Some Singapore farmers have already jumped on the technology bandwagon to boost their yields.
From automated processes to artificial lighting, they have applied technology to overcome the challenges of land scarcity and climate change.
From 2010 to last year, Singapore's production of leafy vegetables grew by over 20 per cent to 11,420 tonnes of leafy greens, or 13 per cent of Singapore's vegetable supply. There are currently 56 local vegetable farms.
In total, about 140 farms have tapped the Agri-Food and Veterinary Authority's (AVA) funding schemes since 2012.
Over $20 million has been disbursed for research and development and to boost productivity and capability under the AVA Food Fund and Agriculture Productivity Fund. A total of 28 vegetable farms have used these funds, while fish farms make up the bulk of the remaining recepients.
One such facility is the 9ha Kok Fah Technology Farm in Sungei Tengah Road. It produces about 1,000 tonnes of leafy greens, such as cai xin, every year, and it has been upgrading its technologies regularly since 2011.
It uses a composting machine that can turn vegetable waste into nutrient-rich compost.
A "plug popper" - a device that dislodges baby plants from the tray they are grown in - is also used to extract seedlings before they are replanted.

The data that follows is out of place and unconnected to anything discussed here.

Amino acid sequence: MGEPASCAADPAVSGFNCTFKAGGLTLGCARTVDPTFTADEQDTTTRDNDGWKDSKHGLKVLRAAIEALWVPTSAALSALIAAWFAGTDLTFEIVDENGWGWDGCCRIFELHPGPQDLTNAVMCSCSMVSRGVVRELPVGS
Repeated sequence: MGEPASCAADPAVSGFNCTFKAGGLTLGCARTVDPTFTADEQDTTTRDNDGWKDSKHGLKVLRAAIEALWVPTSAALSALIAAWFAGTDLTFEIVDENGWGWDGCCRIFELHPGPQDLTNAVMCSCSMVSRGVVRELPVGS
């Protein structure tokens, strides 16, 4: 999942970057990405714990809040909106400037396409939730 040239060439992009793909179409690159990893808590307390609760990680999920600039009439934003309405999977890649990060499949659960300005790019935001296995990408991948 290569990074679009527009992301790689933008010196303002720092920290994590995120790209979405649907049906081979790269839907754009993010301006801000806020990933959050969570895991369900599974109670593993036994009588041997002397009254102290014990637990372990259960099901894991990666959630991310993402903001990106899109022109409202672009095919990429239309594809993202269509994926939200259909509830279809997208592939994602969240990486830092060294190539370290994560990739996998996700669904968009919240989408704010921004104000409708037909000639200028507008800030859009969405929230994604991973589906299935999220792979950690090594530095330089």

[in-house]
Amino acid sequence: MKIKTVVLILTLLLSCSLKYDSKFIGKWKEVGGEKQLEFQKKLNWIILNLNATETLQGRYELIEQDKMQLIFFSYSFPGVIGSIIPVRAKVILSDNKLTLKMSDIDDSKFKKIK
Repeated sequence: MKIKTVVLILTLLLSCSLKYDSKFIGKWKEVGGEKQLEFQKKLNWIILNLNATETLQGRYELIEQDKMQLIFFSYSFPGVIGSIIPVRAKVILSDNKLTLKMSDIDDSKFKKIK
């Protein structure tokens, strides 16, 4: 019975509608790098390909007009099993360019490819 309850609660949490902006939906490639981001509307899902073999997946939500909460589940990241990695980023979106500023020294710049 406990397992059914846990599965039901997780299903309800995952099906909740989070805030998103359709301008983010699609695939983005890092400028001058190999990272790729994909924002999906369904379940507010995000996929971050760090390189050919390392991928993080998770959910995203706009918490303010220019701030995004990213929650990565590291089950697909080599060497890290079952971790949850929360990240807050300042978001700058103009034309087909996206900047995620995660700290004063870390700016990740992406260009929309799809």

Crops are now watered using an automatic irrigation system whereas it used to take one worker three hours to water the plants every day.
A packing machine also now puts harvested vegetables into plastic bags whereas in the past workers had to bag them by hand.
Meanwhile, Farm 85, which grows vegetables in Lim Chu Kang, has installed automated shades with rainfall sensors and mist irrigation systems to reduce the heat in its greenhouse.
With lower temperatures, water loss through evaporation and transpiration is reduced so that irrigation during hot weather does not have to be increased by a lot.
"A new breed of progressive vegetable farmers is emerging," said an AVA spokesman. However, "the industry can do more to bolster our food security", she added.
"Farmers can consider vertical farming technologies and intensive farming systems that suit their cultivation style best, and harness it to intensify land use."
Associate Professor Matthew Tan is the co-chair of a working group for sustainable development of agriculture and fishery sectors at Apec (Asia-Pacific Economic Cooperation).
He said that costs and a "mindset gap" are some factors which could be preventing other farmers from harnessing technology.
"What we need is for good farmers to invest so others will see it can be done. This will spur other traditional farmers to do the same," said Prof Tan.
Adopting technology is also one way to attract younger people to join the industry, said the Minister of State for National Development and Trade and Industry, Dr Koh Poh Koon.
Speaking after a recent study trip to visit high-technology farms in Japan, he said: "The term farmer seems to do a disservice towards people in this industry because... there is so much science involved.
"To do justice to the modern farmers, we should (call them) agri-technologists or agri-specialists... That would also allow the young and the public to see farming in a different light."